How to Cook with Uncoated Stainless Steel Pans

"The general principle is that if food sticks in an uncoated pan, in 99% of the cases, it is because it is burning, and it is the burning that sticks. Most of us, having used non-stick coated pans for years have no knowledge of cooking in uncoated... so here are a few tips to help you navigate your way round them."

Frying pans

The more layers a pan has, the more leeway you will have. A 3-ply pan is very good, a 5-ply is excellent, a 7-ply is bloody fantastic (pardon my French). The main difference is that the thicker a pan is the more room for error (in heat distribution) it will allow you. And remember that with uncoated pans, the worst that can happen is that you may burn the food and ruin it, but then you can try again and you have NOT damaged your pan.

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Frying level 1

With oil on a medium high temperature. For frying sausages, bacon, onions, mushrooms, omelettes, when we put oil in a cold pan, it is rather thick and moves about slowly. As it heats up, it looks “thinner” and moves about faster.

Bearing this in mind, put your pan on your hob at a medium to medium high temperature, put some fat in your pan, when you see that the oil is moving quicker then add the food in. It should NOT spit and splash about, just gently sizzle. Reduce your heat accordingly if necessary.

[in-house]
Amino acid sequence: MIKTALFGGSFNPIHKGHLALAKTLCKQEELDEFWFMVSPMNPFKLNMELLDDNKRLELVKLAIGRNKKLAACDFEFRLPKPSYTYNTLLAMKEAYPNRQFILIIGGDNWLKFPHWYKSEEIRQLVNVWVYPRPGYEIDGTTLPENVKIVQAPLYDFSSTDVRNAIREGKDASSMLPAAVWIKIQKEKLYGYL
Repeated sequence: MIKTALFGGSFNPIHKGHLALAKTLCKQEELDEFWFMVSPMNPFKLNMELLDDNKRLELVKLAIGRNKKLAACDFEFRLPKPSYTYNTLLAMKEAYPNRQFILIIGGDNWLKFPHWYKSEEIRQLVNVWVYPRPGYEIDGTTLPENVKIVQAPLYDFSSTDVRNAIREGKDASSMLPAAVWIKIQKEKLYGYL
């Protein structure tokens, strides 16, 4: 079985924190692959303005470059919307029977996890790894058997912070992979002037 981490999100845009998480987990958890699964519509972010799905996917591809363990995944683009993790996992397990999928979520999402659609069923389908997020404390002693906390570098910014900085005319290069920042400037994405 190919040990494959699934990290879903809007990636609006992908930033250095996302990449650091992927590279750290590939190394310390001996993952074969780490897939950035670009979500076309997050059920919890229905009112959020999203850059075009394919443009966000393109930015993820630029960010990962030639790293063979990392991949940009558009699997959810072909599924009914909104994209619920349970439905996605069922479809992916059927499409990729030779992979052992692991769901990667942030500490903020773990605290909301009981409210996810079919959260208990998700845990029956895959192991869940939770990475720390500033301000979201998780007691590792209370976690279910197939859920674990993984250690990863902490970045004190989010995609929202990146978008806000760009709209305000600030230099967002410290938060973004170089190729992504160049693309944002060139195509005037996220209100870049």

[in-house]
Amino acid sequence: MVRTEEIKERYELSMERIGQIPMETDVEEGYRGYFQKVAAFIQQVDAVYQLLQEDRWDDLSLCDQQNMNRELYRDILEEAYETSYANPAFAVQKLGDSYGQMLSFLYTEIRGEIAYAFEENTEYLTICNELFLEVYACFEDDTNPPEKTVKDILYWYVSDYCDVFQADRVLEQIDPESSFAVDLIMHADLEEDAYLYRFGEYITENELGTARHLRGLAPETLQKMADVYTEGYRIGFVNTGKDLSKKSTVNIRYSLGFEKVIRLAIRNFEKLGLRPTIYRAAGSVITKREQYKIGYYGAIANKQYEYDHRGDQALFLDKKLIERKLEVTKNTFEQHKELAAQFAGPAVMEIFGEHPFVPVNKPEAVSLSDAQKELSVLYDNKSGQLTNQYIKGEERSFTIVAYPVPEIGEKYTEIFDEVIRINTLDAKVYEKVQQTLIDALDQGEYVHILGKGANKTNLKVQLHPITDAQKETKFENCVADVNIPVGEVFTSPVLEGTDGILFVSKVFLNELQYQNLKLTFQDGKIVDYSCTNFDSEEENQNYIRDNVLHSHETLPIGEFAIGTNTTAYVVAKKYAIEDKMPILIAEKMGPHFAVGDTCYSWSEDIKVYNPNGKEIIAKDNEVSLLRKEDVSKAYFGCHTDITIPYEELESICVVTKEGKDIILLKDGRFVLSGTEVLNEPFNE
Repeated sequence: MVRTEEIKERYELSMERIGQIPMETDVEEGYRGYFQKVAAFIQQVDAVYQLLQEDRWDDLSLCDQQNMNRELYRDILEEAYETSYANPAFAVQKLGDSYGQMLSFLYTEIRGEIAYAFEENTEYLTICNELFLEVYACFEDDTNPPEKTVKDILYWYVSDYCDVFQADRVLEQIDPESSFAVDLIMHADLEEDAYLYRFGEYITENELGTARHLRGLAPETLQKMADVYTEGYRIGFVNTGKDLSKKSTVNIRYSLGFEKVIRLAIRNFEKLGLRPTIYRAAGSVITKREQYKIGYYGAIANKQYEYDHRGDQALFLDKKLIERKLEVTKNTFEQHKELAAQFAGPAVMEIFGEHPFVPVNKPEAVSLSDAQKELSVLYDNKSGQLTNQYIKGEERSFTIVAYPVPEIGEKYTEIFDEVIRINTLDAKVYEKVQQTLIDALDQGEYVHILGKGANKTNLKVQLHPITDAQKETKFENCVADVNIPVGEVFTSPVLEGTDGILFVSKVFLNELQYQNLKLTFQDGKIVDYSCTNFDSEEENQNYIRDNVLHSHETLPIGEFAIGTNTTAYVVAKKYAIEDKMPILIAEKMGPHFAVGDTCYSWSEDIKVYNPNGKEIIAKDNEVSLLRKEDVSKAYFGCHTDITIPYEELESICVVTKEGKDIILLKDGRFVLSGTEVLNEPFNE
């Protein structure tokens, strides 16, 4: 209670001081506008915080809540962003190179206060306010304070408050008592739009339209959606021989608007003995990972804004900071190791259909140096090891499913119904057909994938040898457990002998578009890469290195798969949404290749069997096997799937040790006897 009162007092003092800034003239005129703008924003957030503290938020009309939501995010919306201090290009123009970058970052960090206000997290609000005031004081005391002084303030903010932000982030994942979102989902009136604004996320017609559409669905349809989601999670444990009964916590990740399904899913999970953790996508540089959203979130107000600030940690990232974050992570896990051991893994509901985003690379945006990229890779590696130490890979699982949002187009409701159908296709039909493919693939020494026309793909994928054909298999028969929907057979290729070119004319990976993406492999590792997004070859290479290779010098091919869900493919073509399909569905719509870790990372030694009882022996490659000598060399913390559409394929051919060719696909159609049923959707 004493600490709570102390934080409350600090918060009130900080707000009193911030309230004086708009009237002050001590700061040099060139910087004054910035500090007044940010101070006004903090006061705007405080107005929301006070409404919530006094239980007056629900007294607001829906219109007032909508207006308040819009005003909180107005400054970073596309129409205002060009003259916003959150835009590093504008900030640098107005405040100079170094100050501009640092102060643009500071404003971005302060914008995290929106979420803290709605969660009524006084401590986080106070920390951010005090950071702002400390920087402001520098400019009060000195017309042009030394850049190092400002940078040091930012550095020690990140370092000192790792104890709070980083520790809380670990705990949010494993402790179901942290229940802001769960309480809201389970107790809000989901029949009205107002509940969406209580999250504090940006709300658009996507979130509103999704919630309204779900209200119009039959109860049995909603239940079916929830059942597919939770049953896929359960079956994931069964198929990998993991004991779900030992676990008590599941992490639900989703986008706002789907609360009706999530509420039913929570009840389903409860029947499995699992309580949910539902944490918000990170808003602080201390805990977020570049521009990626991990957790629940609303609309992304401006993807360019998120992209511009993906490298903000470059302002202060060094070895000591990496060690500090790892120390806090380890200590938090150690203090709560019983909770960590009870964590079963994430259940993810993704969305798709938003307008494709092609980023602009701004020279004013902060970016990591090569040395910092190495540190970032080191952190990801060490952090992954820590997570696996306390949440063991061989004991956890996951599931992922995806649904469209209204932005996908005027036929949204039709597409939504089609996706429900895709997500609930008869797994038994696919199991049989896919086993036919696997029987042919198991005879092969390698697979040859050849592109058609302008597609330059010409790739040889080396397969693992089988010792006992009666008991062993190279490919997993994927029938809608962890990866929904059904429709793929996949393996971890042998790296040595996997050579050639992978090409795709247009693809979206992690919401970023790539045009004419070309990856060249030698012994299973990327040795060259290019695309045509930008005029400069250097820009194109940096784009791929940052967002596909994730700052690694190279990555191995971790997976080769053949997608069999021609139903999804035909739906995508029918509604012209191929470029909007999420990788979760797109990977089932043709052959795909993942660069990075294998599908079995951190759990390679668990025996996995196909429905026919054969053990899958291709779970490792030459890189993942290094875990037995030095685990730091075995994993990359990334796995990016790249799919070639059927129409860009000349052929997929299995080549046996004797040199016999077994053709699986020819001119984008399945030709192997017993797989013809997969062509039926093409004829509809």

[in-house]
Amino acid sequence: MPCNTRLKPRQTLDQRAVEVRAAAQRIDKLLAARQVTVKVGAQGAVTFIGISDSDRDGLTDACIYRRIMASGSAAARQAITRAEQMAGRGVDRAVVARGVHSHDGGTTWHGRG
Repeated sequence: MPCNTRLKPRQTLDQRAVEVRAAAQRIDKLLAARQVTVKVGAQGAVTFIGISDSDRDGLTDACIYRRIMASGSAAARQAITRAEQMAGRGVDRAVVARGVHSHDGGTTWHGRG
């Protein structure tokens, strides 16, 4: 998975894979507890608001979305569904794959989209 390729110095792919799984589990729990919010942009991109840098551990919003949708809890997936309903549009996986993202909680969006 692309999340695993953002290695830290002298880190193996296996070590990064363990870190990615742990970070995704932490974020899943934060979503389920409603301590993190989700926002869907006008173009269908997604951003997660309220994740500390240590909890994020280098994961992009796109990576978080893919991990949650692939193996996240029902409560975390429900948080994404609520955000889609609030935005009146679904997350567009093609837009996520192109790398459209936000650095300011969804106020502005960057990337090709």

The official temperature of frying is 180°C, which is not a lot. Some of us were led to believe, have been tempted to believe that higher heat will create quicker cooking... well that is not always the case.

Frying level 2

Dry frying meat and pancakes. To get a juicy steak, we need to sear it, in order to create an outer crust that hardens and keeps all the juices inside.

To achieve this we need a very high heat to begin with. Put your pan on the hob, maximum strength. Have a glass of water nearby, and as the pan heats up, check the temperature by flicking a bit of water in your pan. The water will probably evaporates in a mini cloud of steam, this is NOT hot enough, try again a few moments later, and at some point, when the water hits the pan, the water turns into little balls of water that do not evaporate but just roll about rather like mercury.